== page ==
There's really nothing that can be done about all of this.

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  • (Score: 1, Flamebait) by khallow on Friday March 09 2018, @05:46PM (4 children)

    by khallow (3766) Subscriber Badge on Friday March 09 2018, @05:46PM (#650114) Journal

    There's really nothing that can be done about all of this.

    Except, of course, having a disciplined organization present a coherent plan and stick to it. Drop cost plus contracts while they're at it.

    • (Score: 5, Informative) by Grishnakh on Friday March 09 2018, @06:07PM (3 children)

      by Grishnakh (2831) on Friday March 09 2018, @06:07PM (#650129)

      The organization can present all the plans they want, it doesn't matter. They'll be overridden when there's a new election and the makeup of Congress changes or there's a new Administration.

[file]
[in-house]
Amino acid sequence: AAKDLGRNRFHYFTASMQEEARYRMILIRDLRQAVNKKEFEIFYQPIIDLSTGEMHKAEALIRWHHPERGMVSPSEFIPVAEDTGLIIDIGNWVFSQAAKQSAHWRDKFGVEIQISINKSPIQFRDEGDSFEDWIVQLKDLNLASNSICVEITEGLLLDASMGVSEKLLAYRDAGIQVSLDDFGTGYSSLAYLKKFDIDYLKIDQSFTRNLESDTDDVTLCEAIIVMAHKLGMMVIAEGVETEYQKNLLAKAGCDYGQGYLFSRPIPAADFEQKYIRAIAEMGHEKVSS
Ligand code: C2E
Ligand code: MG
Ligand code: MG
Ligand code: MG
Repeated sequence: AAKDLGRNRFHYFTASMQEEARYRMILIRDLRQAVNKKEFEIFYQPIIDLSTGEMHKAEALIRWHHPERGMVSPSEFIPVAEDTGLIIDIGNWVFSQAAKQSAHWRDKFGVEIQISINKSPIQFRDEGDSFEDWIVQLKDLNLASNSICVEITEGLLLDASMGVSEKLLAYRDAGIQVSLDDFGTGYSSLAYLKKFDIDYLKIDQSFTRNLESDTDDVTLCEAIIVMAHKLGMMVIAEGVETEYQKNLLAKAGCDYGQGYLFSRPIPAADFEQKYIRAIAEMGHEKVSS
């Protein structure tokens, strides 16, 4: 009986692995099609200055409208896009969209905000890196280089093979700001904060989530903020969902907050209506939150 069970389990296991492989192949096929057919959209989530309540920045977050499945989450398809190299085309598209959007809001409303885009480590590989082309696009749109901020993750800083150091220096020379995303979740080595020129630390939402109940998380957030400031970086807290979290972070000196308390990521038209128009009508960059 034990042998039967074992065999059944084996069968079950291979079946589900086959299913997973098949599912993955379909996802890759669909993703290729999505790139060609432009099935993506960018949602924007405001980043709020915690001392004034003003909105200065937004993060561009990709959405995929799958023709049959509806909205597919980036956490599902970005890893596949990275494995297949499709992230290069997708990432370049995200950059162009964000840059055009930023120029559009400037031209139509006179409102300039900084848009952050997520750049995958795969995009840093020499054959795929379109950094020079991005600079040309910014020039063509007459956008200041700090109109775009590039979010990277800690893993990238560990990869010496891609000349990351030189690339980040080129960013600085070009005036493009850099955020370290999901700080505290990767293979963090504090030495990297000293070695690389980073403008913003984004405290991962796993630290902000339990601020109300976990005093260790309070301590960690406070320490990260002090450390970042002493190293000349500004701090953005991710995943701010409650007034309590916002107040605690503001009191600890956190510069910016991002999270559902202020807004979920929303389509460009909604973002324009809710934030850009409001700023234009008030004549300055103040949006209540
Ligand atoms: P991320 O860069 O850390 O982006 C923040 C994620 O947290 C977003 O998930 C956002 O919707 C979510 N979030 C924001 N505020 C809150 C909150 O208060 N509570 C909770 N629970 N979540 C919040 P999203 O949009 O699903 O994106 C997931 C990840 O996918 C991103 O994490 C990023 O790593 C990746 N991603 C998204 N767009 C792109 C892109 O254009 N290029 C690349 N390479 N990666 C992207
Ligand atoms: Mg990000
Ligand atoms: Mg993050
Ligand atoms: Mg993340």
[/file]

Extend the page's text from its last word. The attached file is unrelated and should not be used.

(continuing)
There's nothing that can be done about it unless you either stop having elections so often (maybe every 20 years), or you somehow make it so NASA doesn't have to answer to Congress or the President, and can do whatever they want once they have some money. Obviously neither of those is going to happen, so NASA will never be able to have successful manned missions. It only barely managed to do as well as it did with the Apollo program because the political leadership was scared shitless about the Soviets and got into a "space race" when they were beaten by Sputnik, so they managed to stay politically focused long enough, and poured enough money into the project, to get it done. And even then they defunded it after they succeeded in landing on the Moon a few times and truncated the program.